Recent advances in CT have obviously contributed to the diagnosis of small pulmonary nodules and ground-glass opacity components which indicate possible primary lung cancer . The preoperative differential diagnosis of either metastatic or primary lung cancer is usually difficult, because with the exception of surgery, it is not possible to obtain sufficient tissue from these small neoplasms. A retrospective assessment of case 1 suggested that a careful review of the CT scans could lead to a diagnosis of possible primary lung cancer because they demonstrated an unclear-bordered nodule with pleural indentation. In addition, the nodule, which was different from the others, did not reduce in size after chemotherapy. A retrospective assessment of the tumor in case 2, which was diagnosed as bronchioloalveolar carcinoma, revealed unclear-bordered ground-glass opacity (GGO) indicating possible primary lung cancer. A retrospective assessment of the tumor in case 3, which was diagnosed as adenocarcinoma, indicated a relatively clear-bordered nodule underlining the difficulty of distinguishing primary lung cancer and lung metastasis from other malignancies in the preoperative differential diagnosis of this small nodule.
Noguchi et al.  reported on the pathological features of small adenocarcinomas of the lung in 1995, in which Noguchi type A and B tumors had a 100% postoperative 5-year survival rate. Advances in CT imaging since the early 1990s have led to considerably more accurate diagnoses of GGO lesions, corresponding to such early-stage lung cancer . Recently, a new classification of lung adenocarcinoma has been proposed that takes into consideration their clinical outcomes, and Noguchi type A and B tumors correspond to adenocarcinoma in situ [6,7].
When nodules are removed and diagnosed as primary lung cancer coexisting with lung metastasis from other malignancies, additional treatment should be considered according to the prognosis of each disease (i.e., primary lung cancer and primary tumor metastasized to the lung). In case 1, although the general prognosis of a myxoid liposarcoma with multiple lung metastases is still unclear , excellent effects of preoperative chemotherapy (demonstrated pathologically as no remaining viable tumors in the lungs) prompted us to recommend completion lobectomy with the intent of a precise diagnosis including lymph node dissection. In case 2, the primary lung cancer was preinvasive [2,6] and required no further resection. In case 3, lobectomy was performed with an intra-operative diagnosis of adenocarcinoma, and was sufficient treatment for the remaining single metastasis from the renal cell carcinoma in the same lobe.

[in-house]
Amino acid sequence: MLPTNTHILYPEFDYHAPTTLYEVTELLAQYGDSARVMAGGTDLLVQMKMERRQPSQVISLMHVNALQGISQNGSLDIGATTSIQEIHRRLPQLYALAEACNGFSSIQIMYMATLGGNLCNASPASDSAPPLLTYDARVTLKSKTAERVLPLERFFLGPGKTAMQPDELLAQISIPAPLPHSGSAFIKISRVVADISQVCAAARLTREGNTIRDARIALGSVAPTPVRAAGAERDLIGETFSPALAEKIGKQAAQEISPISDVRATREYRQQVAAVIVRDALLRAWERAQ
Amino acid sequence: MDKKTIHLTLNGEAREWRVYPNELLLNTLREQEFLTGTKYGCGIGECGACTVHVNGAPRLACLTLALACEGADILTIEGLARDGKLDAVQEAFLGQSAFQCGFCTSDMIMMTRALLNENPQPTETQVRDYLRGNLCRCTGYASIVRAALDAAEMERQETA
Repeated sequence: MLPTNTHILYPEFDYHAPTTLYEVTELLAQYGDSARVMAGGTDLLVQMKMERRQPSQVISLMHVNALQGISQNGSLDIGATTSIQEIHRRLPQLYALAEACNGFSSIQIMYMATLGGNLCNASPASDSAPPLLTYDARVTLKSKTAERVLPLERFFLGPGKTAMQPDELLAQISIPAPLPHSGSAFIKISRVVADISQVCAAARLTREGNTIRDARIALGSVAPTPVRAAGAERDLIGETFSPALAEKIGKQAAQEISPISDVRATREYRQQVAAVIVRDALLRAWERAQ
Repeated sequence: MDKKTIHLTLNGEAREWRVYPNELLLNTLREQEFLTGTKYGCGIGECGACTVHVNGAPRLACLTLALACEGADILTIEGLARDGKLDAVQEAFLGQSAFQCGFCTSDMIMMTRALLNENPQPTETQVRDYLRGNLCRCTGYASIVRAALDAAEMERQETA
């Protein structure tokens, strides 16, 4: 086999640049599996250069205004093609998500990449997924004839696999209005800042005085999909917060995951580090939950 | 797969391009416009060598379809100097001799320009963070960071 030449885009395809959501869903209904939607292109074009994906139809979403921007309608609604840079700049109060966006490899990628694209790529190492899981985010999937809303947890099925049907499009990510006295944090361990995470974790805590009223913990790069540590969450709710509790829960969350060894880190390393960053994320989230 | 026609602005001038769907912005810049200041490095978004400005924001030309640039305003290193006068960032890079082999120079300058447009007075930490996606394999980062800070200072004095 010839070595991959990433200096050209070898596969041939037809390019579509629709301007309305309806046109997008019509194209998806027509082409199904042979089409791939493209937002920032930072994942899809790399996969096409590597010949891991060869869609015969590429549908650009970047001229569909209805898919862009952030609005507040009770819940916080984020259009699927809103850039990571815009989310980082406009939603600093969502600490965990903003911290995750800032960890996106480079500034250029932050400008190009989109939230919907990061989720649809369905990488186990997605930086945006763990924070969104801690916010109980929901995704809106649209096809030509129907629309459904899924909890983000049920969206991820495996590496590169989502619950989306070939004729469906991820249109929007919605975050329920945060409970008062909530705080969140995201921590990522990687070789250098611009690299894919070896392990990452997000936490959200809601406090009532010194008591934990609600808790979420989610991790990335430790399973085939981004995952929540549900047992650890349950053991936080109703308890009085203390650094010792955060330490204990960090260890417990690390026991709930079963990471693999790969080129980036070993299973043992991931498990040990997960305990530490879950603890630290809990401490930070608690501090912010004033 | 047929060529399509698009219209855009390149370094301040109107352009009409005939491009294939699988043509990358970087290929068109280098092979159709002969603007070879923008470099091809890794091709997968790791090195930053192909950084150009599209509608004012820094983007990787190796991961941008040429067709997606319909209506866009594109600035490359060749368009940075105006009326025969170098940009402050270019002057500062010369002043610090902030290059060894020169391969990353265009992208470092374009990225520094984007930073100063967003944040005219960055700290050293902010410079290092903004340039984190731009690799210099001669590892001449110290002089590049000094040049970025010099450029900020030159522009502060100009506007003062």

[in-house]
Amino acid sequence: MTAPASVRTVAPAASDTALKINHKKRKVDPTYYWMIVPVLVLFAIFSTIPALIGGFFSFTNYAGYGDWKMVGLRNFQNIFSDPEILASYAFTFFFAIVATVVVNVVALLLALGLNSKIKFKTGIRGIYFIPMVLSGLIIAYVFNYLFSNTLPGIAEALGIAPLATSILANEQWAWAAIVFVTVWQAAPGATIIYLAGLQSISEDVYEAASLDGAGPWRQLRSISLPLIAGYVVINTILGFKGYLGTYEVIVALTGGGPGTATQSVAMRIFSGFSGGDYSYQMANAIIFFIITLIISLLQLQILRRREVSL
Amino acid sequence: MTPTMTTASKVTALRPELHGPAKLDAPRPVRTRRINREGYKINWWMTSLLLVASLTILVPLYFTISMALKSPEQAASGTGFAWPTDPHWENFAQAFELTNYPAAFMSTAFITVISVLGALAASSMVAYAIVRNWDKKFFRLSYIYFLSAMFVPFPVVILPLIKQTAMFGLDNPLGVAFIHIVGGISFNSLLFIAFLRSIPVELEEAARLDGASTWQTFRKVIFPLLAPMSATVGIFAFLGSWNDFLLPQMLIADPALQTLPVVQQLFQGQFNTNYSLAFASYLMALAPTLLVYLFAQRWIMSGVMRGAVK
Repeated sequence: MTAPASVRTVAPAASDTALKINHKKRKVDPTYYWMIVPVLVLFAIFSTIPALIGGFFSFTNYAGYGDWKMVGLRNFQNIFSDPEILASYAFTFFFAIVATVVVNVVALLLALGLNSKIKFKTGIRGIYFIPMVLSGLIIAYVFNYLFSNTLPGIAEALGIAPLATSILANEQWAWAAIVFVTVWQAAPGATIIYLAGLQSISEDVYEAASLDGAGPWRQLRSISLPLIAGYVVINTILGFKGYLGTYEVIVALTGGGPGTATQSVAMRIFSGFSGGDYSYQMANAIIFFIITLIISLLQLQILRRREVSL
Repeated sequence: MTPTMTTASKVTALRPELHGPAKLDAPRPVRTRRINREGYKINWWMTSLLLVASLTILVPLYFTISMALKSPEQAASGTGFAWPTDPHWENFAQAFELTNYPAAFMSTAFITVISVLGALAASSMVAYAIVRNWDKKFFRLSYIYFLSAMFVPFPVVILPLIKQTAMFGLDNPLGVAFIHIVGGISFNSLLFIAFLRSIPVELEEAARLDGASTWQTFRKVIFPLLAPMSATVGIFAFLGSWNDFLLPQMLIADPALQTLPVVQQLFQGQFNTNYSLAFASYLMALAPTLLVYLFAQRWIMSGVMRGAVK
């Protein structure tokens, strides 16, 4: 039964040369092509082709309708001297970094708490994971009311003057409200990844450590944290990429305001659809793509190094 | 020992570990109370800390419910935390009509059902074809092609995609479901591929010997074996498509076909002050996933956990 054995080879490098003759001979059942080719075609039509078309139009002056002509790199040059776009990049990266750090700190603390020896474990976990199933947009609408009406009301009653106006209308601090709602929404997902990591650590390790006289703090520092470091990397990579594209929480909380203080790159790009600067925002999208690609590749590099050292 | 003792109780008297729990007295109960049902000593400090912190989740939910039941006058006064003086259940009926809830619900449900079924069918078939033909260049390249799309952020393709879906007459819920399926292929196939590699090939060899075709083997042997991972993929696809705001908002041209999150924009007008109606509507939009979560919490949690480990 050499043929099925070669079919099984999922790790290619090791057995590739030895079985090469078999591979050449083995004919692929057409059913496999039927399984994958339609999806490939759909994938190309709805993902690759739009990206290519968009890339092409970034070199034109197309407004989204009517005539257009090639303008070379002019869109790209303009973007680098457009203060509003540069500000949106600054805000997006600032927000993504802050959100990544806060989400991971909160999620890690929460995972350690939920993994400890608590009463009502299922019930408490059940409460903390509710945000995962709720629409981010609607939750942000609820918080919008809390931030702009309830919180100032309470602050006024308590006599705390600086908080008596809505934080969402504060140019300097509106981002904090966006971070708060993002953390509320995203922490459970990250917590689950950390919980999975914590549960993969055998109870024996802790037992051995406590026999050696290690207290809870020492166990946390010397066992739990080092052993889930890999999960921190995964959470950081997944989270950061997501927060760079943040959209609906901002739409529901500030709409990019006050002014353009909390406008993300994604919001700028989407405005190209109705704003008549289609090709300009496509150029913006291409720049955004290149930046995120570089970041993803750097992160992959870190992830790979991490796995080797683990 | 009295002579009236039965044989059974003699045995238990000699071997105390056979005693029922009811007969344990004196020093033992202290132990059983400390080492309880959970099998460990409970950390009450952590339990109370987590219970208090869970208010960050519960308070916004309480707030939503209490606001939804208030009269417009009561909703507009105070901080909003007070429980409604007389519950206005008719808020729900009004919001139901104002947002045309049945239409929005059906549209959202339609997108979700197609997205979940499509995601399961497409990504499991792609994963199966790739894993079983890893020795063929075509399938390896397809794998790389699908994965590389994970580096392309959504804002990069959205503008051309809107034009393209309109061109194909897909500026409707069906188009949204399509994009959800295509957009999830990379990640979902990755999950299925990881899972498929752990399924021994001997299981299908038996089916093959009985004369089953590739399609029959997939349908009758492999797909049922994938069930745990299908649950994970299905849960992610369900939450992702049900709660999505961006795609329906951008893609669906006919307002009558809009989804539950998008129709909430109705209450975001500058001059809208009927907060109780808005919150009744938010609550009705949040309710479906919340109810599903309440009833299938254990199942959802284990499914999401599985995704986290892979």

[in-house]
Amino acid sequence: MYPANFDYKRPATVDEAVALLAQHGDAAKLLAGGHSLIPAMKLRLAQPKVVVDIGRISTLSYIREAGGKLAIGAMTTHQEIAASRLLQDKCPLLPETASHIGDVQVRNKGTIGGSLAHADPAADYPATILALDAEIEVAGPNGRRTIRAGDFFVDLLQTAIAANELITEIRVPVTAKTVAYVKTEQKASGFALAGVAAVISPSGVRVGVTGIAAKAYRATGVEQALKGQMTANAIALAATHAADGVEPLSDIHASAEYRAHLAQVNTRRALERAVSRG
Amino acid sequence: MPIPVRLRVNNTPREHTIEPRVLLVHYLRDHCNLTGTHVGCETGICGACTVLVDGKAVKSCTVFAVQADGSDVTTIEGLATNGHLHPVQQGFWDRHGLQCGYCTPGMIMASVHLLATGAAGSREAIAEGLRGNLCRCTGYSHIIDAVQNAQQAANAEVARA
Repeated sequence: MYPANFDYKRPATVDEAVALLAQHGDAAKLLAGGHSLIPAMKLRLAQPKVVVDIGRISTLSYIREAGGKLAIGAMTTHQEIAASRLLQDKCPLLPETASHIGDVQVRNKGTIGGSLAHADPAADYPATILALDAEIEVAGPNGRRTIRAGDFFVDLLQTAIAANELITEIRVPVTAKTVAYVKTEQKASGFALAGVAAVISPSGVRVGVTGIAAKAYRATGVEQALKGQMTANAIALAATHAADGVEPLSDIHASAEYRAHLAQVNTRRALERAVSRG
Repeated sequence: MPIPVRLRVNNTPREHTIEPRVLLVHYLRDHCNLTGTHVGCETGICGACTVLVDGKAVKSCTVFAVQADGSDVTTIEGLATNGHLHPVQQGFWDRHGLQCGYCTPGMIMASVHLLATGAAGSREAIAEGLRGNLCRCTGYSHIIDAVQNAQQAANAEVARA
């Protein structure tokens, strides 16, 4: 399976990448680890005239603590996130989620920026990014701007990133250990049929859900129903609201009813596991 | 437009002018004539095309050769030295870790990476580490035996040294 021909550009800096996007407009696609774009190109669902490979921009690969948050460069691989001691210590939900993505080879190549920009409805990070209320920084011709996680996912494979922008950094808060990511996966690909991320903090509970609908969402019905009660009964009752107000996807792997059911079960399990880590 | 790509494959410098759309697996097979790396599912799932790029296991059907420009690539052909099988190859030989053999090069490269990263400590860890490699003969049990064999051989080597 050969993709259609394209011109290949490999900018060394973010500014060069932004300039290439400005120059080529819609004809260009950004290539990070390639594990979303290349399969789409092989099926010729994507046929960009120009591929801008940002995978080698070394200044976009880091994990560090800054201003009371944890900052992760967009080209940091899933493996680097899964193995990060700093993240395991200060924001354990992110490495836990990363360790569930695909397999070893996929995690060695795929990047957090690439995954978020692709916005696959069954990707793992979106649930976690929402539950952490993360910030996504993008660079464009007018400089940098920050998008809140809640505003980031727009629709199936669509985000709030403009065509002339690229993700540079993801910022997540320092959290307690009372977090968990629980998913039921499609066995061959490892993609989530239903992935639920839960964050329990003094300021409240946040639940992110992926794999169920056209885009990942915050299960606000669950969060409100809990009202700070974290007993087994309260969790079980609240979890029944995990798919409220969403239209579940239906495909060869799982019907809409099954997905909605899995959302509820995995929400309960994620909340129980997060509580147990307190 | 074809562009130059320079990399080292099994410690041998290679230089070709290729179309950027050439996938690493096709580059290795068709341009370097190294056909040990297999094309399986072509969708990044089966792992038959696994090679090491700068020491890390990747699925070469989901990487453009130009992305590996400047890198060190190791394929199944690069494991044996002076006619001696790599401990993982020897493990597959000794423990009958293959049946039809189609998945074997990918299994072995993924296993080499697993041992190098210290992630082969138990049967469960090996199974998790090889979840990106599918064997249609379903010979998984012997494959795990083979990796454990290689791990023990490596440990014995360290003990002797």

Recently, the appropriateness of sublobar resection has been investigated for such small lung cancers, because they are likely to have no lymph node metastases [9-11]. Following a careful reassessment of preoperative CT images including the presence of GGO and the size and pathological features of the tumor, the necessity of additional pulmonary resection with lymph node dissection should be considered.
In contrast, proven primary lung cancer sometimes appears with small nodules in the same lobe or other lobes. As shown in case 4, the stage of the lung cancer depends on the definitive tissue diagnosis of the small nodules. In addition, we experienced a case of a primary adenocarcinoma in the right upper lobe, with a small nodule in the left lower lobe that was diagnosed as cryptococcosis. Therefore, importance of active tissue diagnosis including surgery should be emphasized, especially in patients with previous malignancies. On the other hand, for indeterminate lung tumors with a strong suspicion of lung cancer, lobectomy followed by thorough pathological examination is required in some conditions, because of difficulties in pre- or intra-operative tissue diagnosis when the lesion is deeply located near the major pulmonary vessels . Even such tumors could present with other pulmonary nodules.
In all situations, once definitive diagnosis has been established, additional treatment including additional surgery or chemotherapy should be considered depending on the prognosis of each disease (i.e., primary tumor metastasized to the lung and primary lung cancer).
In surgery for pulmonary tumors, possible coexistence of lung metastasis from various malignancies and primary lung cancer should be considered. When resected tumor is diagnosed as primary lung cancer coexisting with lung metastasis from other malignancies, the necessity for additional treatment should be considered, depending on the prognosis of each disease (i.e., primary lung cancer and primary tumor metastasized to the lung).